This is the first in a new series from Ms Hunter featuring three ducal sons, two of whom are legitimate and a third who is not – and this is his book. It’s an entertaining story; the central characters are likeable and intelligent, and there is an intriguing secondary plot surrounding the possible art theft the hero is asked to investigate. But when I finished the book, I couldn’t help feeling there was something missing, and I can’t quite put my finger on what it was.
Gareth Fitzallen is the bastard son of late Duke of Aylesbury. His father openly acknowledged him and he shares a strong bond of friendship and affection with two of his half-brothers, Lance and Ives. The eldest brother, Percy, who assumed the dukedom upon their father’s death, has also recently died, and it’s no secret that none of the brothers is inclined to mourn him very much. While Gareth’s relationship to Aylesbury has undoubtedly opened some doors to him, he’s pretty much made his own way in the world, making his his living as an art dealer and broker. Now Percy is dead, Gareth has hopes of being at last able to take possession of a property left him by his father, his claim to which the unpleasant and malicious Percy had deliberately tied up in legal knots in Chancery.
Travelling to the Midlands in order to take possession of his inheritance, Gareth is not far from the house when he accidentally manages to run a young woman into a muddy puddle. Naturally she is not best pleased, but refuses his help when he offers to carry the rather large package she is struggling with, and her acerbic reaction to him piques his interest.
Eva Russell lives with her younger sister in greatly reduced circumstances, thanks to their late brother’s profligacy. She generates a little extra income by selling paintings, but rather than selling her own work, which she doesn’t think is very good, she instead paints copies of the far more skilfully wrought and attractive works she discovered stowed away in the attics of the seemingly abandoned house that is her nearest neighbour. So she has good reason for not accepting help with her burden – it’s a painting she has “borrowed” from Gareth’s house.
Shortly after his arrival, Gareth is called back to London by Ives, and asked to assist with the investigation with which he has been tasked – to track down a number of priceless artworks which were supposedly moved to a place of safety when it looked as though Napoleon might invade, but which were never returned to their original location when the war ended.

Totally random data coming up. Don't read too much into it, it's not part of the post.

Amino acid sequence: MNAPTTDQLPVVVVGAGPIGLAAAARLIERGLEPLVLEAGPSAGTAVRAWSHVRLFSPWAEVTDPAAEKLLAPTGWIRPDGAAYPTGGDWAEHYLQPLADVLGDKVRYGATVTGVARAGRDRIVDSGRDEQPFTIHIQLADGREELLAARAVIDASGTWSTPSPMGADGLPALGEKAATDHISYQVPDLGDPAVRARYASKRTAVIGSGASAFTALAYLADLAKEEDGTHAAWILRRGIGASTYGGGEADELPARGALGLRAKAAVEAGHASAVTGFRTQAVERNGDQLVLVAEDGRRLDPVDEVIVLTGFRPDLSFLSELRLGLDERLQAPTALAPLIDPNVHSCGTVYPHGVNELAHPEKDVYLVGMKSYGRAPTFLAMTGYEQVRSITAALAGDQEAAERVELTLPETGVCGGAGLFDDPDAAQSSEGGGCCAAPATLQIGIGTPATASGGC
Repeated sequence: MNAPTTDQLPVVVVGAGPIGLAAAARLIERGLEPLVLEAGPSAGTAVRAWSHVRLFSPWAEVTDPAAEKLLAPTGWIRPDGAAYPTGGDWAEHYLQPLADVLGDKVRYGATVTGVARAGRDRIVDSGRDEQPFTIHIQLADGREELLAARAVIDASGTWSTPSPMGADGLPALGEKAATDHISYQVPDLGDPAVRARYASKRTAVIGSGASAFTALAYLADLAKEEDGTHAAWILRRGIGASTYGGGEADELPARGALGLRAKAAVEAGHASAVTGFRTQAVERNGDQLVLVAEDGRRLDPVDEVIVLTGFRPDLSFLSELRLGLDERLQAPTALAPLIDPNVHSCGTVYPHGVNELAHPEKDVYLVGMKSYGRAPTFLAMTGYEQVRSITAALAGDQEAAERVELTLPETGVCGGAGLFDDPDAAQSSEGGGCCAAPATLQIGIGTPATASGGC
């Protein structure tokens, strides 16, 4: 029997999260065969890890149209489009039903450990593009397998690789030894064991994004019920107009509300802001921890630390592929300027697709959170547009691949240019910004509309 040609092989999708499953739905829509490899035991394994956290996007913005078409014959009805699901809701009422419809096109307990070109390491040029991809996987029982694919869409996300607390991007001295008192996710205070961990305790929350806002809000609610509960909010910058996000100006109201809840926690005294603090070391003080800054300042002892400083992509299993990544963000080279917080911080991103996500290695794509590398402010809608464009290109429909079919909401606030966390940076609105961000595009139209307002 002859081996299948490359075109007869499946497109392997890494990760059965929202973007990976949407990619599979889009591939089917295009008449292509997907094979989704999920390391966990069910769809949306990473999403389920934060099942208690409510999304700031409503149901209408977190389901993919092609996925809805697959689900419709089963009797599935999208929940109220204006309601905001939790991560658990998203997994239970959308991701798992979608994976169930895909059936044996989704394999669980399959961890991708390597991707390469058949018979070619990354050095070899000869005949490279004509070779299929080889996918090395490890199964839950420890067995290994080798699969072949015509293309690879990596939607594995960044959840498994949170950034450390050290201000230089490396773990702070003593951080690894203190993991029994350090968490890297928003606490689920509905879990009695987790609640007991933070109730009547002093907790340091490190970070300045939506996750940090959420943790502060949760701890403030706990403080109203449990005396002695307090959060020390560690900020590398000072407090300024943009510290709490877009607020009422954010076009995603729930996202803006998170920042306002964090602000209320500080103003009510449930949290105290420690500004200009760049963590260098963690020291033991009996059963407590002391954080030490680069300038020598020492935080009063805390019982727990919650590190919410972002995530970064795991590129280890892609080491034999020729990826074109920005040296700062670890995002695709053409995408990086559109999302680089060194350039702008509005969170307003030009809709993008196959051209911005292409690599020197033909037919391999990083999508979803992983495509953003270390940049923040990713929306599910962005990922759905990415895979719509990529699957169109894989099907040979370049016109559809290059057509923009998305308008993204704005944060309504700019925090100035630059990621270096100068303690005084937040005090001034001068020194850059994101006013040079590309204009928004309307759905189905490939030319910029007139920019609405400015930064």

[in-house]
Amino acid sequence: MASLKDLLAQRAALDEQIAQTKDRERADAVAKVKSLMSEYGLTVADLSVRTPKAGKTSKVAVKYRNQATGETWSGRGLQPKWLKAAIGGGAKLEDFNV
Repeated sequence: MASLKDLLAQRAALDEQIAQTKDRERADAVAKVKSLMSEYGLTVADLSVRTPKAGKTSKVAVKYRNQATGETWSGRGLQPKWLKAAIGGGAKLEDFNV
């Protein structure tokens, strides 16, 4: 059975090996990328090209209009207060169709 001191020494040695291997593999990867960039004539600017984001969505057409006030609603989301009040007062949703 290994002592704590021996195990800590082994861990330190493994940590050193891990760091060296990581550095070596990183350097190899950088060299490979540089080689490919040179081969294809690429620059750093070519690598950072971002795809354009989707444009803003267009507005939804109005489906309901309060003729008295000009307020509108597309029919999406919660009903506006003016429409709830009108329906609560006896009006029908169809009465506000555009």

While it’s fairly obvious where things might be headed in terms of that particular plotline, the mystery element of the story is nonetheless intriguing and unfolds at a good pace. I suspect some readers may feel the mystery overshadows the romance somewhat, but I thought the balance was just about right.
Gareth and Eva are intelligent, appealing and determined characters who are very strongly attracted to each other even as they are wary of emotional entanglements. Gareth has a reputation as a womaniser, a man whose sexual prowess is such that he has women falling over themselves to warm his bed, and who never want to leave it once there. But he’s a decent man, generous, perceptive and, it has to be admitted, deliciously hot – one who adheres strictly to his own set of rules; he doesn’t seduce innocents, and a lady’s wishes are always to be respected. By his own strictures, Eva should be off limits, but her mix of confidence and vulnerability intrigues him and he can’t stop thinking about her. He knows Eva is not as immune to him as she would have him believe, and that she experiences the same heat of desire that he feels whenever they meet. The attraction between them won’t be denied and it’s not long before they embark upon a no-strings-attached affair which allows them to explore the passion between them and enjoy being close to another person without the potential for any deeper emotional involvement. Or so they think.
When Eva insists that their sexual relationship has to come to an end, Gareth abides by her decision, but says that he will always be a friend to her. One of the best things about the story is the way that friendship develops, and how Eva and Gareth come to know and depend upon one another almost without realising it.
There are a number of well-developed secondary characters in the book, not least of which is Eva’s beautiful sister, Rebecca, a crusading free-thinker who deters unwanted suitors by quoting Voltaire and Plato endlessly at them! Then there are Gareth’s brothers, Lance, who is now the Duke of Aylesbury, and Lord Ywain, who prefers to be called Ives, one of the finest legal minds of his generation. They are both intriguing personalities and their relationship with Gareth is one of the highlights of the book; the three of them obviously share a deep respect for each other, and there’s a lovely undercurrent of familial affection between them.
I said at the beginning that I came away from the book feeling there was something lacking that I couldn’t quite identify – and even as I come to the end of writing this review, I still can’t describe it. On paper, His Wicked Reputation has everything – two likeable central characters, sexually-charged verbal-sparring, humour, a good storyline, hot, sensual love scenes, and a well-drawn set of secondary characters. So perhaps this is a case of “it’s not you, it’s me”. Don’t get me wrong – I did enjoy the book and will certainly go on to read the next in the series, but this one didn’t wow me as I’d expected it to.
Buy it at Amazon/iBooks/Barnes and Noble/Kobo
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